The government is all set to make 2014 the “Year of Code,” with £500,000 in funding being put towards training teachers in coding.
This is part of a push by education secretary Michael Gove and chancellor George Osborne to introduce a new computing curriculum in September 2014. Coding will then be taught to every child from five through to sixteen, with the UK being the first major G20 country to take this step on a national level, the government boasts.
The Guardian reported that the curriculum itself has been designed with help from the British Computer Society, Royal Academy of Engineering, and some of the big tech giants such as Google and Microsoft. Other partners include the BBC and Wired.
The scheme’s £500,000 worth of funding will be used to employ businesses to bring in IT experts and train teachers in coding – with the idea being that the businesses put up some funding of their own, too.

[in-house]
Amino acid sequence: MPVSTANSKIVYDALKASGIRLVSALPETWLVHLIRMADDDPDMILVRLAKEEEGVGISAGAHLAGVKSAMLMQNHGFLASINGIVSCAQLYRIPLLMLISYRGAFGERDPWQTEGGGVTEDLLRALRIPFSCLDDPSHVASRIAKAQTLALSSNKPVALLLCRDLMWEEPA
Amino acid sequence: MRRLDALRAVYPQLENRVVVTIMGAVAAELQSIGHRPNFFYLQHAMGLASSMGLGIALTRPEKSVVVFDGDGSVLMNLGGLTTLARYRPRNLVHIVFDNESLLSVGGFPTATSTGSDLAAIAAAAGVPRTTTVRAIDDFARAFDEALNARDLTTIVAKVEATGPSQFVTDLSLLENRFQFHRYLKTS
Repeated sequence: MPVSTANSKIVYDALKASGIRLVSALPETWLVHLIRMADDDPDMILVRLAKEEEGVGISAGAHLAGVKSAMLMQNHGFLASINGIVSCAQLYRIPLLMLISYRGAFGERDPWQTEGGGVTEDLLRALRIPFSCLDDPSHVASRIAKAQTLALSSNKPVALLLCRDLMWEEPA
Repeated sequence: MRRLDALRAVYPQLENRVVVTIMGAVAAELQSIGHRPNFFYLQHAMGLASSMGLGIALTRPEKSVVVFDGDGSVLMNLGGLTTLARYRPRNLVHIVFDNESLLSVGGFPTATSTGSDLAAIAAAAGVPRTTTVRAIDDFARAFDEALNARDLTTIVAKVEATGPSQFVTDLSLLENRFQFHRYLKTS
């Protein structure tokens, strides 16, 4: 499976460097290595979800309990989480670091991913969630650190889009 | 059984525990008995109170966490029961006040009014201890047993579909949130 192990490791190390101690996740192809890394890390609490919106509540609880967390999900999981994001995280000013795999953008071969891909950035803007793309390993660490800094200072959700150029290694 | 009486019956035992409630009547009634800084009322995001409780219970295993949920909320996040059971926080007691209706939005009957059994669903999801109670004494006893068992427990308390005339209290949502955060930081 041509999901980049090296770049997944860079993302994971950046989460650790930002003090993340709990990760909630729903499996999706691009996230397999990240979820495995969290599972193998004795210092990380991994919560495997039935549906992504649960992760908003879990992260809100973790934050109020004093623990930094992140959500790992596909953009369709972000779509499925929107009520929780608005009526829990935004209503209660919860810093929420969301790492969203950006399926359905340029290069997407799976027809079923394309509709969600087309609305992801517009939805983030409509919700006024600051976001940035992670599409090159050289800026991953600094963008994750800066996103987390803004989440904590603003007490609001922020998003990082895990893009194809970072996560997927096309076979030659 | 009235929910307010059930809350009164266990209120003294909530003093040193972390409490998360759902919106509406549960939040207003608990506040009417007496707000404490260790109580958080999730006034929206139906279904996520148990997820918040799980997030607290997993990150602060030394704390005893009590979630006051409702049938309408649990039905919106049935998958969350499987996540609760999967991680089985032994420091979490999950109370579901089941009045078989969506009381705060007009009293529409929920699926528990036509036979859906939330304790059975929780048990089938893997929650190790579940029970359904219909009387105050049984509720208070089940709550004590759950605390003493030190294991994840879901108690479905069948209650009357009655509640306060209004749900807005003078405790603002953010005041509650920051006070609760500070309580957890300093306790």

Michael Gove said: “I want IT firms, university computing departments and software developers to use this fund to share their knowledge with the next generation.”
In a promotional video on the Year of Code website, Osborne said he didn’t want kids to “just know how to open up Word and PowerPoint,” but that they should “understand how those computer programs are put together, they [should] understand coding.”
Jimmy Wales (of Wikipedia fame) and Nick D'Aloisio (the youngster who created Summly) also chip in with their thoughts – take a look at the video here.
The campaign will host a series of events pre-September, with the first – a week-long coding exercise with every pupil getting a least one hour of coding tuition – set to kick off in March.